UPDATE: Huawei has contacted Trusted Reviews with the following statement:
“AppGallery’s built-in security system swiftly identified the potential risk within these apps. We are now actively working with affected developers to troubleshoot their apps. Once we can confirm that the apps are all clear, they will be re-listed on AppGallery so consumers can download their favourite apps again and continue enjoying them. Protecting network security and user privacy is Huawei’s priority. We welcome all third-party oversight and feedback to ensure we deliver on this commitment. We will continue to collaborate closely with our partners, and at the same time, employ the most advanced and innovative technologies to safeguard our users’ privacy.”
Original story continues below…
Huawei’s bespoke app store, AppGallery, has been found to be filled with malware-afflicted games.
Anti-virus software maker Dr Web has discovered the existence of a trojan that exists within around 190 Android games that are being offered on the AppGallery.
The trojan itself is a variant of the Cynos malware, and is known as Android.Cynos.7.origin. Once a user has granted the host app permission to access their phone calls, the trojan sets to work transferring their information to a remote server.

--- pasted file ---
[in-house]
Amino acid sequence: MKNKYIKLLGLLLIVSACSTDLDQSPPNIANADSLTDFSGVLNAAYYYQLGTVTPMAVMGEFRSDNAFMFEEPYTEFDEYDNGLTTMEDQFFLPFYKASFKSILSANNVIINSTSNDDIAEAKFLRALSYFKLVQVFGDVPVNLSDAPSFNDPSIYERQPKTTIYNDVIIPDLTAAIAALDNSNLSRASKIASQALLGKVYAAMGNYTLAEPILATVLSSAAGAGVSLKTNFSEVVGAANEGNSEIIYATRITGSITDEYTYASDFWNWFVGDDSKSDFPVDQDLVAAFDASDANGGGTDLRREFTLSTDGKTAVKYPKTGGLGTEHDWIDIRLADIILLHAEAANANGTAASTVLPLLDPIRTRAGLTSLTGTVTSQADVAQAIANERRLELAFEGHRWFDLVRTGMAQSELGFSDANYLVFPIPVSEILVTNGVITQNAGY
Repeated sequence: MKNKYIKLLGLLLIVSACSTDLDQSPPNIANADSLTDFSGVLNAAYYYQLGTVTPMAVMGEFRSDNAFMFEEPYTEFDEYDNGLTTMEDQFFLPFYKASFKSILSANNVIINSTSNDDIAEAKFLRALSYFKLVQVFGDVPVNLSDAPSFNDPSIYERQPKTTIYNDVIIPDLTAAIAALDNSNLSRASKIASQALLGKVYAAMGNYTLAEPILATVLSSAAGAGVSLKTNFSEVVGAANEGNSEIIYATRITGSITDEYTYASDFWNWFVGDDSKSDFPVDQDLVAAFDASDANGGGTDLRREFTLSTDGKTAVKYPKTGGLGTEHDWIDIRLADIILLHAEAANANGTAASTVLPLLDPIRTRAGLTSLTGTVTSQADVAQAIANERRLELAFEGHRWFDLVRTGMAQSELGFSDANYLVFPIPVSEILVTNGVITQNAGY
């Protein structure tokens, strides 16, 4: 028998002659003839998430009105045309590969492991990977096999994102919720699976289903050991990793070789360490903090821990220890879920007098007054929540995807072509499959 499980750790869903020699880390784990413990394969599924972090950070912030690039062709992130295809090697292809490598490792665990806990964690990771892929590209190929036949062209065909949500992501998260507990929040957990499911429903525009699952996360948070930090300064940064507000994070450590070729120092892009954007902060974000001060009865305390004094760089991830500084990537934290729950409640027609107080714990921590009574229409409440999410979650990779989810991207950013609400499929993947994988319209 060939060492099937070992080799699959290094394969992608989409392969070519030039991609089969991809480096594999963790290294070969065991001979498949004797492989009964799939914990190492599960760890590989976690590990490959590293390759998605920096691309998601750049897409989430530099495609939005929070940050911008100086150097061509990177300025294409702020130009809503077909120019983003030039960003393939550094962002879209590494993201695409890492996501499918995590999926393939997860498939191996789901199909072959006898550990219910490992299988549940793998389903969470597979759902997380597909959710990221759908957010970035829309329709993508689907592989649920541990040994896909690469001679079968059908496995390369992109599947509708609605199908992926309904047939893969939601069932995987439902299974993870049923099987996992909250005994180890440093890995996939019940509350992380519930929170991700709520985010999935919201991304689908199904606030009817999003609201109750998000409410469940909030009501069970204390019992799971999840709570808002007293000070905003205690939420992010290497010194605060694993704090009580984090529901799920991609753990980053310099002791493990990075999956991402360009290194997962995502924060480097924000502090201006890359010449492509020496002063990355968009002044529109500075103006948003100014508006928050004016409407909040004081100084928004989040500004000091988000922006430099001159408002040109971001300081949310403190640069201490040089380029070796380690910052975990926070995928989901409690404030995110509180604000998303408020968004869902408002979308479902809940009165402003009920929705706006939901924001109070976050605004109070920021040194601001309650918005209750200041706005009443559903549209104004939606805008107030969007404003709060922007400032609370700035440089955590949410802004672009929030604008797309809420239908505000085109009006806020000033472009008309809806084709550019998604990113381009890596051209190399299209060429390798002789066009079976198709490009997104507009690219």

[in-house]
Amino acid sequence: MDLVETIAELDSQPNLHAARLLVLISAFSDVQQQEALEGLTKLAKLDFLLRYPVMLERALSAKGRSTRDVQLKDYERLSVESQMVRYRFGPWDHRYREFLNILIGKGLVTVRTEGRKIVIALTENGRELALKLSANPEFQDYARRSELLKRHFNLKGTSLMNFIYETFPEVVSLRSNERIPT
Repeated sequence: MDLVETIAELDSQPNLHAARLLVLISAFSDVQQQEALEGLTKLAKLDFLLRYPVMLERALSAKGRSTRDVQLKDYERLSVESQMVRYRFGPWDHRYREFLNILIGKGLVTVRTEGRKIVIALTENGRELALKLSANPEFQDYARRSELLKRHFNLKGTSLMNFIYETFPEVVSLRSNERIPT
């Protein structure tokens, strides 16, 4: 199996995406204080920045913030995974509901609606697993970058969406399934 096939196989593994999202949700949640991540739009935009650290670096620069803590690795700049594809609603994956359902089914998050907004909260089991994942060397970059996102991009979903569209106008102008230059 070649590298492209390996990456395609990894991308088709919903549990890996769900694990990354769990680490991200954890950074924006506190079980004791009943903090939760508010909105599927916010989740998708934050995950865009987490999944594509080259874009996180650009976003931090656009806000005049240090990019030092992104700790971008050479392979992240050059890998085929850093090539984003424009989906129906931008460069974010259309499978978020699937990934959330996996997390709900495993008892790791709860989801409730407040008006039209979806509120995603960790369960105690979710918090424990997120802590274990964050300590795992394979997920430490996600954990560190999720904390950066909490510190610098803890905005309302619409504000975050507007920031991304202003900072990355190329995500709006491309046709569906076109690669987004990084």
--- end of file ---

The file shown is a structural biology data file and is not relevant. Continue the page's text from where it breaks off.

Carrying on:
This information includes mobile phone numbers, device location, network info, device specs and more. To cap it all off, the infected apps are then filled with ads.
It’s claimed that this information-stealing, ad-spewing malware has been downloaded at least 9.3 million times. Many of these games are targeted at children, while some have been targeted at Chinese and Russian speakers, with full language localisation.
Dr Web has reportedly informed Huawei of this AppGallery malware issue, and the manufacturer has removed the afflicted apps from its store.
Huawei has had huge troubles since the previous US administration effectively cut off its access to the Google Play Store. In its place, the company has pushed its pre-existing AppGallery storefront alongside a Petal Search system for finding apps from other sources.
In this transition away from the Google-powered mainstream, Huawei has made a great play of the security of its app store provision.
The news recently broke that Huawei was looking to license out its enviable smartphone hardware designs to third party manufacturers. It would be seen as another means to get around those US sanctions, as well as to mitigate the huge drop in revenue and market position the company has suffered.